A Critical Pronouncing Dictionary and Expositor of the English Language

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Collins and Hannay, 1881 - English language - 591 pages

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Page 46 - L, preceded by a mute, and followed by e, in a final syllable, has an imperfect sound, which does not do much honour to our language. The /, in this situation, is neither sounded like el nor le, but the e final is suppressed, and the preceding mute articulates the /, without either a preceding or a succeeding vowel; so that this sound may be called A monster in Grammar — a syllable without a vowel ! This will easily be perceived in the words aile, talle, circle, &c.
Page 227 - A kind of walk along the floor of a house, into which the doors of the apartments open ; the upper seats in a church ; the scats in a playhouse above the pit, in which the meaner people sit.
Page 348 - To put out of one place into another, to put in motion ; to give an impulse to ; to propose, to recommend ; to persuade ; to prevail on the mind ; to affect, to touch pathetically, to stir passion ; to make angry : to conduct regularly in motion.
Page 238 - GRAFF, graft or graft". va To insert a scion or branch of one tree into the stock of another ; to propagate by insertion or inoculation ; to insert into a place or...
Page 5 - Is it the usage of the multitude of speakers, whether good or bad ? This has never been asserted by the most sanguine abettors of its authority. Is it the usage of the studious in schools and colleges, with those of the learned professions...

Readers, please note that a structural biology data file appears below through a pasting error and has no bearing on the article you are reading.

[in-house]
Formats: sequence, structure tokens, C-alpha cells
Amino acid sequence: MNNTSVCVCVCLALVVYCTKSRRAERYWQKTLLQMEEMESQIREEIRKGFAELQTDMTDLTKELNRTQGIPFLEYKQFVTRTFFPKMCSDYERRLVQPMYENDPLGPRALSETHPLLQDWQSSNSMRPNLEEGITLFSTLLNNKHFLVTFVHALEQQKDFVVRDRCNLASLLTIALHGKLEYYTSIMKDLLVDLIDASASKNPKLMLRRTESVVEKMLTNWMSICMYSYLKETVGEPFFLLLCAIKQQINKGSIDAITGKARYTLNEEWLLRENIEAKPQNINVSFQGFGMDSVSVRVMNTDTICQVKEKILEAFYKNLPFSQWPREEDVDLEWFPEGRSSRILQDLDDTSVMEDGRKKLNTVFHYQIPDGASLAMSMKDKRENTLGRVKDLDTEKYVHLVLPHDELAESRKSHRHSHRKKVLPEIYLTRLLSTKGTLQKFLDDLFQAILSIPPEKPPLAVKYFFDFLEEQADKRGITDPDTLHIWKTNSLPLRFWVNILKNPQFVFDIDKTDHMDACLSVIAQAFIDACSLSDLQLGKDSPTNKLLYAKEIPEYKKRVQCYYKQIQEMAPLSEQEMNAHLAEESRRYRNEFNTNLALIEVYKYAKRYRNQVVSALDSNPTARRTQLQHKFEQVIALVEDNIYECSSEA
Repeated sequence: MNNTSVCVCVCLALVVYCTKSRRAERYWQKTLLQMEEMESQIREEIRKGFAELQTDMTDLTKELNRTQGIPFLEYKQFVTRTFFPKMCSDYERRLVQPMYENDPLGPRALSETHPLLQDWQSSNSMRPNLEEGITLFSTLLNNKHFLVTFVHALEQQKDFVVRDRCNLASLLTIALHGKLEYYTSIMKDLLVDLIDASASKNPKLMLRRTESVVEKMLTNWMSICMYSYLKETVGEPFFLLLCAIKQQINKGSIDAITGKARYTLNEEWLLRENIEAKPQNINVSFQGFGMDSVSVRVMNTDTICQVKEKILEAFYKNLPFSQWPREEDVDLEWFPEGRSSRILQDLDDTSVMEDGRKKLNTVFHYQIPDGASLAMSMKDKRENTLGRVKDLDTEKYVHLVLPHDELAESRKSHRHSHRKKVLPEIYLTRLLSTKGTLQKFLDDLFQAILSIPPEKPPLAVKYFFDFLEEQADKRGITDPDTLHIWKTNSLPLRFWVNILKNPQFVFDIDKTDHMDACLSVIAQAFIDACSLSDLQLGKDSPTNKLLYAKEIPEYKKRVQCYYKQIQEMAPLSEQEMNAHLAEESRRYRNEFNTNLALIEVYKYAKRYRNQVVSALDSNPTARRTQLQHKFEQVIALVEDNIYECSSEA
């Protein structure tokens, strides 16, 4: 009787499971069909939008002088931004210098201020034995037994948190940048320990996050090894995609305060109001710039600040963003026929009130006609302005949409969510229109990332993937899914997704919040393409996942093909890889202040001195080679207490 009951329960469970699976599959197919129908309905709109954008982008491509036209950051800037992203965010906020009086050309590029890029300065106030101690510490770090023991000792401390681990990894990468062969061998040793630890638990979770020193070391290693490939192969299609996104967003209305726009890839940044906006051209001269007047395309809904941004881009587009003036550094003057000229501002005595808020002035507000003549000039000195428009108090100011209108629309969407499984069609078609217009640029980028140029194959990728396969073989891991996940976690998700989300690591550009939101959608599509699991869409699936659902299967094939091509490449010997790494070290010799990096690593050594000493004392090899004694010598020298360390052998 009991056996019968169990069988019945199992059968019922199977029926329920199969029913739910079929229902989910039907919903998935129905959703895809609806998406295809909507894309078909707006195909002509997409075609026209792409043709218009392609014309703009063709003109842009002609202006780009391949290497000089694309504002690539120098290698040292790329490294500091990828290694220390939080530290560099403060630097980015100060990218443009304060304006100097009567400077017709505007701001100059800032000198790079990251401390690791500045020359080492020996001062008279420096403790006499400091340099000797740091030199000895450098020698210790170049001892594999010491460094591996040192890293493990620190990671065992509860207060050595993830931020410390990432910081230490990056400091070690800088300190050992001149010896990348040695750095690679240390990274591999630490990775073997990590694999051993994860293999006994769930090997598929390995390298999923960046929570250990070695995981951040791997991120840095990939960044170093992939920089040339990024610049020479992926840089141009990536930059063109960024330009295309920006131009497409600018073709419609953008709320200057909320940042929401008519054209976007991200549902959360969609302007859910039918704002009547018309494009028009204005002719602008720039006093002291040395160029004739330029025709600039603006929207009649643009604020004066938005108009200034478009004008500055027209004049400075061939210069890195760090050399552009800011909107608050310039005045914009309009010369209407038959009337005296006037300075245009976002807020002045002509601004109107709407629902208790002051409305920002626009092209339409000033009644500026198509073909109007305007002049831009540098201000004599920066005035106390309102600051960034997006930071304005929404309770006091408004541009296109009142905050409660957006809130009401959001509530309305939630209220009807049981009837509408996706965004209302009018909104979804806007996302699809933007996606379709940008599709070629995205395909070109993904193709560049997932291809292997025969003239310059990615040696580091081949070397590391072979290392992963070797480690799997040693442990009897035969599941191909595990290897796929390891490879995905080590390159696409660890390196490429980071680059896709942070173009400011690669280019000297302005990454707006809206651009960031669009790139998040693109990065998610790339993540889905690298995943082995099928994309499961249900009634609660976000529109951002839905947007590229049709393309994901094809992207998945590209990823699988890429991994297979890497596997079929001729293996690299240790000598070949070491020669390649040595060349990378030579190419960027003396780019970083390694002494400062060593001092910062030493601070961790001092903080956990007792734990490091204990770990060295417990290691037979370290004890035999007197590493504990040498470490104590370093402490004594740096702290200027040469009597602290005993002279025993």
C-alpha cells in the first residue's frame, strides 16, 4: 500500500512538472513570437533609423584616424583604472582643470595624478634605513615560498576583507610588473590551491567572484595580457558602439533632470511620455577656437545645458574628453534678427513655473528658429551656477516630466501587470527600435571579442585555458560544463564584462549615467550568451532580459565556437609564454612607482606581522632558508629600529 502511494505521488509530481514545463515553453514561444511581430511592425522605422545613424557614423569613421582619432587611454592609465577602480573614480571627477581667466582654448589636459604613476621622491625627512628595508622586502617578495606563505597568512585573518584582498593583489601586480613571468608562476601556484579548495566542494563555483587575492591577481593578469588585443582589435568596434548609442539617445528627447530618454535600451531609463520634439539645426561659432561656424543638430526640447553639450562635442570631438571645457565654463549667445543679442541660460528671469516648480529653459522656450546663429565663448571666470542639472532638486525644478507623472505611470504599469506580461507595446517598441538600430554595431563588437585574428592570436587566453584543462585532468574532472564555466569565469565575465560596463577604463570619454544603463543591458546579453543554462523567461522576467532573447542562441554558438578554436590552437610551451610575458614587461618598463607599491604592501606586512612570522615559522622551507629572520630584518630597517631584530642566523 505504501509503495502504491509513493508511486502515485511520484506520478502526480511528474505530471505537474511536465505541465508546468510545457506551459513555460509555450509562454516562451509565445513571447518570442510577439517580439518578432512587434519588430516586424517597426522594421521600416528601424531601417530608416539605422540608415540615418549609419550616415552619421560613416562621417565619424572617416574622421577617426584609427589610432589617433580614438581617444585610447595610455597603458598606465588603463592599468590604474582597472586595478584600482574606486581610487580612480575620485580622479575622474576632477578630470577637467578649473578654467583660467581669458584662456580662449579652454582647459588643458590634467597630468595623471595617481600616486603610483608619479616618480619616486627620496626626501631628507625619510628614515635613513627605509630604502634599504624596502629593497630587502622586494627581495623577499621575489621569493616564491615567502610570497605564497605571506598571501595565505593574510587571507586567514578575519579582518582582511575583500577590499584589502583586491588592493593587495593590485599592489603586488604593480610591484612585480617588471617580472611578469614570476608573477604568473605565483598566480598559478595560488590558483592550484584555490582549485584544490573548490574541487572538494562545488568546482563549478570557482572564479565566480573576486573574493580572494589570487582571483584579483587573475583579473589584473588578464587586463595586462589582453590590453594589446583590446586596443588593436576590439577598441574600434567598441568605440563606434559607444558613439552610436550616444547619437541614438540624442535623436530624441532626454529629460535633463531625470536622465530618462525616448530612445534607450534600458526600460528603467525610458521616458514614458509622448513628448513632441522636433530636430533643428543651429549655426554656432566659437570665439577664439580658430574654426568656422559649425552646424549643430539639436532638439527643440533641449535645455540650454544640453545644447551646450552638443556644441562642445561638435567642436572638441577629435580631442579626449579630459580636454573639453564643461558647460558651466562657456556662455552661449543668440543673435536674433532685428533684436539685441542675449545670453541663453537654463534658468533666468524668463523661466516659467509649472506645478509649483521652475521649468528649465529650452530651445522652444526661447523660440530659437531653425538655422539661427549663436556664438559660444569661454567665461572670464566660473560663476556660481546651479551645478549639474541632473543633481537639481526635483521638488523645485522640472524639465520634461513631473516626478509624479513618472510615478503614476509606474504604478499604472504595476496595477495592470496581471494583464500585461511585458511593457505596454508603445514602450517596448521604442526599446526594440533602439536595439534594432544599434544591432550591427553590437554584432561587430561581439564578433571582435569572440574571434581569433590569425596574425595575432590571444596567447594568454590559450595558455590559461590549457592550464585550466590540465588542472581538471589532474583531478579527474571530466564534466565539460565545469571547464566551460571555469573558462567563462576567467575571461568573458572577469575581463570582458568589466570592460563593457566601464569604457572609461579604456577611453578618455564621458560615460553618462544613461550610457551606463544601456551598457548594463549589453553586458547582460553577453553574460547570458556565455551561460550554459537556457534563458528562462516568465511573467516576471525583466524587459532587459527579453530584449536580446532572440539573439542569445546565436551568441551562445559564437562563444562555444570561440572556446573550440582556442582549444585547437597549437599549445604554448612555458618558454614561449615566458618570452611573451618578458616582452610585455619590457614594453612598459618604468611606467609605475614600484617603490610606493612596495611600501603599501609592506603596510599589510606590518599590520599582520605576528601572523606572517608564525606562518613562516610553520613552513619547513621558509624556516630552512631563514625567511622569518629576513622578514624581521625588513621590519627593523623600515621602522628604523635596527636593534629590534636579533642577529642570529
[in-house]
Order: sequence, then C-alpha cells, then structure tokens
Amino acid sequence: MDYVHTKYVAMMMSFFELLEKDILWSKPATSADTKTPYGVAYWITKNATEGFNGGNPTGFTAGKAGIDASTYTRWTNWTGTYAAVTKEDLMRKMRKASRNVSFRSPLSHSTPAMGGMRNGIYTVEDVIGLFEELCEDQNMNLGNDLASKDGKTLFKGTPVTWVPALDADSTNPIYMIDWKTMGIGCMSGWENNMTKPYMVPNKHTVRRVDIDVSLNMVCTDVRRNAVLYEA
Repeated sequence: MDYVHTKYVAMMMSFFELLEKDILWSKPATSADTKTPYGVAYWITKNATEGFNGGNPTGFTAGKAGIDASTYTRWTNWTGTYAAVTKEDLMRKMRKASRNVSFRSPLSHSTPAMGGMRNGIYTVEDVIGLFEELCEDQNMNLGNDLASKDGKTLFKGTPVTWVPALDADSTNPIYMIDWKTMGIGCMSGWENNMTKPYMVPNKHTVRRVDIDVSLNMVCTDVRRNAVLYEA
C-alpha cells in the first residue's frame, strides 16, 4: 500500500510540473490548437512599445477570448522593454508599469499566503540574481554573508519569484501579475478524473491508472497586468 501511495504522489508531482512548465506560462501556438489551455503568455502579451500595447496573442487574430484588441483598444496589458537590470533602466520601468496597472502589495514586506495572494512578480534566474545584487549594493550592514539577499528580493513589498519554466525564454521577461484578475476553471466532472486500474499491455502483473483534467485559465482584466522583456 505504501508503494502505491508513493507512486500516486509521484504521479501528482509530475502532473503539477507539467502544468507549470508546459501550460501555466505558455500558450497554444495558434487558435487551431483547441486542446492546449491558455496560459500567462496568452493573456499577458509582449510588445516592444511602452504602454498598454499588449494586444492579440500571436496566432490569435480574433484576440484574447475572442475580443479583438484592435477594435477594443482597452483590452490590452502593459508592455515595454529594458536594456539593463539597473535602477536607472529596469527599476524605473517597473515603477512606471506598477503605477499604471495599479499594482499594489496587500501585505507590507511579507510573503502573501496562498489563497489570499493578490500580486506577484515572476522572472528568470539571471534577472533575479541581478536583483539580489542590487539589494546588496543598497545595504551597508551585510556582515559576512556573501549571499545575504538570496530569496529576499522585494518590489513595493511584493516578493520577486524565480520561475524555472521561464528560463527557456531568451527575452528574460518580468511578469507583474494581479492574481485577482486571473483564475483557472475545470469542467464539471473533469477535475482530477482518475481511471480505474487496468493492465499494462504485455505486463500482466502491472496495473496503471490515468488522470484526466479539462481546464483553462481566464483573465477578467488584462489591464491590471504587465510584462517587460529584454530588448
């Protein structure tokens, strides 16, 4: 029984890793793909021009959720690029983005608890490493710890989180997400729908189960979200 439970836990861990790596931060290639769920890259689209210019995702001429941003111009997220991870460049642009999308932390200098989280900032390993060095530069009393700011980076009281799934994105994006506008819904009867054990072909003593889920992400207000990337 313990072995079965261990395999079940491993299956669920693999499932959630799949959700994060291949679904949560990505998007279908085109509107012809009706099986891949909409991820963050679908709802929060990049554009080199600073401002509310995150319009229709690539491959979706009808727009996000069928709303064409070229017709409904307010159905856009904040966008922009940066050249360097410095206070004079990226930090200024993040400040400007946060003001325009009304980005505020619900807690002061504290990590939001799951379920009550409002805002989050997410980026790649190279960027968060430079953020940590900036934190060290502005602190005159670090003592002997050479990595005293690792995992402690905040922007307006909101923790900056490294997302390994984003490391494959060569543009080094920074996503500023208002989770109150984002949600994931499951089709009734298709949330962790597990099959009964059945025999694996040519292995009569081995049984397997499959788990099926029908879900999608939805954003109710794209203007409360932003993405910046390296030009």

Page 182 - Any mechanical complication, in which various movements and parts concur to one effect...
Page 135 - tis in my custody. Oth. Ha! lago. O, beware, my lord, of jealousy ; It is the green-eyed monster, which doth mock The meat it feeds on : that cuckold lives in bliss Who, certain of his fate, loves not his wronger ; But, O, what damned minutes tells he o'er Who dotes, yet doubts, suspects, yet strongly loves ! Oth.
Page 61 - Many respectable speakers pronounce this word so as to rhyme with howl, the noise made by a dog. Dr Johnson, Mr Elphinstone, and Mr Perry declare for it ; but Mr Sheridan, Mr Scott, Dr Kenrick, and Mr Smith pronounce it as the vessel to hold liquor, rhyming with hole.
Page 184 - A vain belief of private revelation ; a vain confidence of divine favour or communication.
Page 131 - A curb is an iron chain, made fast to the upper part of the branches of the bridle, running over the beard of the horse ; restraint, inhibition, opposition.

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